An unpretentious road comedy with a cosmically aligned odd couple, Cas & Dylan gets incredible mileage thanks to great leading performances from veteran actor Richard Dreyfuss and rising star Tatiana Maslany. While every major plot point within Jessie Gabe’s screenplay can be seen coming from a far off distance, there’s an affability and likeableness to the film that remains entertaining throughout.
Winnipeg doctor Cas (Dreyfuss) has reached the end of his rope mentally and physically. Diagnosed with an inoperable brain tumor that will eventually kill him, he sets off for Vancouver to be alone when he dies. Before he leaves he gets sweet talked into giving a young hustler and aspiring writer (Maslany) a ride back to her boyfriend’s place. When she leaves behind her notebook of substandard writing, Cas walks into a bit of a domestic dispute that leads to him accidentally hitting her rifle toting boyfriend with his car and forcing him to take her along now that the pair are on the lam for maybe killing a guy.
It’s all pretty standard stuff. Both Cas and Dylan are die hard Type-A personalities with one being a ditsy, dishonest, slob and the other being a good hearted, easily flustered, and sometimes standoffish neat freak. Both have secrets they’re keeping from the other and their own reasons for wanting to head west, and those secrets will be revelatory for the both of them. They’ll learn more from their time spent annoying each other than they ever would have learned on their own. It’s the same storyline mined for The Odd Couple, Plains, Trains, & Automobiles, and Finding Nemo, just to name a few of the biggest successes. And while it still succeeds, Gabe’s script, particularly when it comes to Dylan’s ultimate motivations, has several wonky moments.
Directed quite nicely by actor and veteran TV director Jason Priestley, the film wisely allows Dreyfuss and Maslany plenty of room to flesh out their characters on their own against a well shot backdrop of small towns, rolling prairies, and crappy hotel room along the road. Priestly has a real knack for comedic timing, pacing the film in such a way that things never get too silly or too maudlin to a point of implausibility. It’s never in doubt that these two characters will become great friends by the end of this, but Priestly and his cast do fine jobs of sidestepping the most unnecessary clichés the genre often succumbs to.
It’s great to see Dreyfuss in a leading role again, especially with the kind of fussy, kind hearted everyman character that gave him so many of his best performance. He’s probably one of the most gracious straight-men in film history, but he never phones in these performances after a lifetime full of them. He has this sort of uncanny ability to tell when his co-star will find something they can riff on together, and scripted or not his co-star interactions never feel forced. He makes everyone better that’s drawn into his orbit and he’s able to elevate almost any material simply by being there. He’s someone that has aged well in the same way Paul Newman or Clint Eastwood has aged. He hasn’t really changed, but he’s always interesting and fun to watch while he’s at work. It’s also worth noting that he can still incorporate some pretty great bits of physical comedy at his age, as evidenced by a silly sequence where he’s tripping out after Dylan laces his coffee to calm him down.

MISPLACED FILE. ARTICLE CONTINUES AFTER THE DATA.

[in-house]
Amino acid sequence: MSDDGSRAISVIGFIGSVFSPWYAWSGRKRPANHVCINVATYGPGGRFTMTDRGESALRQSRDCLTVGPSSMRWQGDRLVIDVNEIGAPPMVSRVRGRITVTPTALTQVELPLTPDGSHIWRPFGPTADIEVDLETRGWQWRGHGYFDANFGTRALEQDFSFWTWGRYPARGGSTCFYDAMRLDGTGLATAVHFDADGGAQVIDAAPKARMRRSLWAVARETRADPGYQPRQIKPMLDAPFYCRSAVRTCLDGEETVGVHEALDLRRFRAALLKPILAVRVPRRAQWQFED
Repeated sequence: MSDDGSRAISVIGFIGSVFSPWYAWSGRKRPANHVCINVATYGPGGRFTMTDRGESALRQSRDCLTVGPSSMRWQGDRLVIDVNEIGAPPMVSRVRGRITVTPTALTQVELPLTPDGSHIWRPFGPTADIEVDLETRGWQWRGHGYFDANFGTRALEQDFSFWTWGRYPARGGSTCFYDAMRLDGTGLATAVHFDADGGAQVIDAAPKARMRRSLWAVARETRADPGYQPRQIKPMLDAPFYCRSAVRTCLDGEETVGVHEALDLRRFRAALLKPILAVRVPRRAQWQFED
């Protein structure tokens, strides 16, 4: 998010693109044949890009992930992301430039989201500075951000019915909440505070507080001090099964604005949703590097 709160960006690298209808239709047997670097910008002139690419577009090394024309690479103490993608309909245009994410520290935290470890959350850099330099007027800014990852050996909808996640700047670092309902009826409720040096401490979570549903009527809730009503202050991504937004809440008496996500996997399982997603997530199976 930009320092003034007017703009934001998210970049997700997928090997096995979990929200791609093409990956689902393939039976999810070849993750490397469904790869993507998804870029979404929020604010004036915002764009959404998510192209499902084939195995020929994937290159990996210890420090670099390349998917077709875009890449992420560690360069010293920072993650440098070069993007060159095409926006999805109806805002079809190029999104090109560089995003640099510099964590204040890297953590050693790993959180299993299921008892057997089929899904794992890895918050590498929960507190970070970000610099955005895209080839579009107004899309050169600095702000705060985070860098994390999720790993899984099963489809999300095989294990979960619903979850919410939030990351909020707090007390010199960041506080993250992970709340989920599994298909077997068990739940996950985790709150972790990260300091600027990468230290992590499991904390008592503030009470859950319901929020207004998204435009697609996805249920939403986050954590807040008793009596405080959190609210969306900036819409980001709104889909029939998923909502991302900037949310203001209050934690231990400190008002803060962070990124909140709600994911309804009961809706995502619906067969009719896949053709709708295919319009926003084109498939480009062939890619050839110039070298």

Not that Maslany is any slouch, doing a great job holding her own against her more established counterpart. She gets to show off a real talent for comedy that many people who only know her from Orphan Black probably won’t be as familiar with. Her Dylan is a motormouth that is lying only every time her lips are moving. And yet, Maslany and Priestly frame the character in such a way that she seems self-aware and comfortable of her shortcomings. She’s not a very apologetic person unless she gets caught, but she definitely isn’t heartless. Her desire to leech from Cas in no way diminishes her genuine affection and gratitude towards someone who would have just been a dubious mark to a lesser character.
It’s just another road movie, but a decent enough entry into the genre. It’s certainly not something that can be analyzed any further than it’s most basic of aims, nor does it need to be. The goal is to entertain. It does. It’s a simple success.